The Charlottesville Police Department reminded everyone on Monday why we have a justice system that requires accusers to make criminal cases beyond a reasonable doubt. And in doing so, the Charlottesville PD not only indicted one reporter's folly in publishing unproven allegations, but also skewered America's moral panic about college campuses, and the evasion of due process for the sake of political expediency.

The embarrassment of Rolling Stone's epic journalistic failure re-emerged on Monday in Charlottesville, home of the University of Virginia. Last year, the magazine published a 9,000-word indictment against UVA, saying the college had a "culture of hidden sexual violence" that protected rapists while leaving victims helpless. The article, written by Sabrina Rubin Erdely, told the story of "Jackie," a student who claimed to have endured a brutal gang rape at the Phi Kappa Psi fraternity during a party, only to have her friends discourage her from reporting it so that they could maintain their own social contacts, and UVA ignore the crime to avoid damage to the school's reputation.

The furious national outrage over the story prompted UVA to suspend the fraternity and cancel all Greek activity on campus, while giving fuel to activists who claimed that an epidemic of rape was sweeping American college campuses.

Stung by getting scooped in their own backyard, The Washington Post assigned T. Rees Shapiro to investigate the story, and found that no one else could corroborate anything about Jackie's claims. Erdely had not tried to speak with those accused about the supposed gang rape, and had gone along with Jackie when she insisted that Erdely not contact her friends, either. Shapiro and other reporters did the due diligence that Rolling Stone eschewed, and discovered that Jackie's friends had different recollections about the night in question, and Jackie's physical and emotional state as well. The story quickly unraveled, turning into a debate over journalistic ethics rather than sexual assault and campus discipline.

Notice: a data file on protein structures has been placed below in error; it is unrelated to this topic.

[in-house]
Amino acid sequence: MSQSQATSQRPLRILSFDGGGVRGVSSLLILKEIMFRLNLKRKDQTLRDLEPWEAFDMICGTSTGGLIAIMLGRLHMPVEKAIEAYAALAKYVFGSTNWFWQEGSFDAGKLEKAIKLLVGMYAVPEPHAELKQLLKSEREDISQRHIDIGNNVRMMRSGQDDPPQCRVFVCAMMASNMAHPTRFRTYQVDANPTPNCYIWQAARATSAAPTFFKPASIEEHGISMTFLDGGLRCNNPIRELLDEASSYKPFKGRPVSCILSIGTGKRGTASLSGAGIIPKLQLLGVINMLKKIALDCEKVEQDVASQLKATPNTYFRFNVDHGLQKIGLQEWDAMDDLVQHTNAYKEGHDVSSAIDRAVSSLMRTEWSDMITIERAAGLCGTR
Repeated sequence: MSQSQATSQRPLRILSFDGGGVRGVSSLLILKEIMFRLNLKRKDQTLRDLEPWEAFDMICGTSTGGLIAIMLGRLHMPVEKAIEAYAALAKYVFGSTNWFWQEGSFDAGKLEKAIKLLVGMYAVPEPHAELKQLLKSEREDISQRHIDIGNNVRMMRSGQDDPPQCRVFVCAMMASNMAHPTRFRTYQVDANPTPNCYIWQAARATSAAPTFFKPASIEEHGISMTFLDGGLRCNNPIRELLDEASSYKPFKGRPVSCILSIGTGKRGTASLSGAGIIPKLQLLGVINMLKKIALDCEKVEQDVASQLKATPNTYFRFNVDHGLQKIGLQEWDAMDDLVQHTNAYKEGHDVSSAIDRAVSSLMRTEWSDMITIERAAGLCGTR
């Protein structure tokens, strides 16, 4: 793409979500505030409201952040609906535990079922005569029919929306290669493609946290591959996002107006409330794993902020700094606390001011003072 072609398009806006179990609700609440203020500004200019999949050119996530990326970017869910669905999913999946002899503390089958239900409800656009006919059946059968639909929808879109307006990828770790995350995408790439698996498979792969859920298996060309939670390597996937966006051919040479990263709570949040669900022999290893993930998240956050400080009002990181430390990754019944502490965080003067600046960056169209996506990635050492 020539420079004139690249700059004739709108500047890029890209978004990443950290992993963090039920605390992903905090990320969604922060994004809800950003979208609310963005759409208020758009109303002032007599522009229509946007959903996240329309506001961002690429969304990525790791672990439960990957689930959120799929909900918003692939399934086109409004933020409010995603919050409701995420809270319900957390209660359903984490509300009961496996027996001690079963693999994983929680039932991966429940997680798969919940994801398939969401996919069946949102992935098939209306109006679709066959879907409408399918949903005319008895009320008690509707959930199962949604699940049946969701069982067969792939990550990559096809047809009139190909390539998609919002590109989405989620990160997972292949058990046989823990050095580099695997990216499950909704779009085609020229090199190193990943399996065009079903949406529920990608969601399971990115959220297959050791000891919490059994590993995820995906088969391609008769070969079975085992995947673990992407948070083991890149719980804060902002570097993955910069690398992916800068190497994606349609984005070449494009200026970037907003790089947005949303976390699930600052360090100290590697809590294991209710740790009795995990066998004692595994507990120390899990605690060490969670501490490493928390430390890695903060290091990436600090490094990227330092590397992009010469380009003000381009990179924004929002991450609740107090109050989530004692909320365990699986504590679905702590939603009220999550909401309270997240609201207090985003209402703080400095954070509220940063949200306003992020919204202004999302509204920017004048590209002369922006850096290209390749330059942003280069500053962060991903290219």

The Charlottesville Police Department, however, still took the original allegations seriously. They opened an investigation that took months. In the end, though, the investigation came up short of a definitive answer on Jackie's claims, in significant part because she didn't cooperate with the probe.

"We're not able to conclude to any substantive degree that an incident occurred at the Phi Kappa Psi fraternity house," Police Chief Timothy Longo told a press conference on Monday, "or any other fraternity house, for that matter." The cops did determine that Phi Kappa Psi never had a party on the night of the alleged attack, and that no one could be found that fit the description of the lead attacker. The man with whom Jackie had claimed to have a date that night turned out to be a high-school classmate who hadn't seen Jackie in years, a point discovered by the Post's Shapiro in December.

And yet, as Longo noted, their investigation couldn't definitively prove that nothing traumatic had happened to Jackie on that night in September 2012. They could demonstrate that Jackie had given false information in her story, but that was all.

That's the real lesson from the Charlottesville investigation. It's impossible to prove a negative — and that's why we have the protections afforded us through due process when it comes to allegations of criminality.

Activists, abetted by the Obama administration's pressure on schools to increase disciplinary actions for sexual harassment and assault, have pushed schools into using incredibly low standards of evidence in administrative hearings, while denying the accused opportunities to confront accusers, examine witnesses and evidence, or even put on an effective defense. In too many cases, those accused on college campuses find themselves in the impossible position of proving negatives. Instead of having normal due process, they find themselves in kangaroo courts, with their lives ruined on the basis of mere allegation.

Yes, Erdely's Rolling Stone article is a "crock," as Washington Post media critic Erik Wemple puts it. But so are attempts to have schools conduct witch hunts against people about whom nothing has been proven. We need to end presumptions of guilt and denial of due process now, and leave criminal investigations in the hands of professionals — like the Charlottesville Police Department — and not activists in pursuit of their own political goals.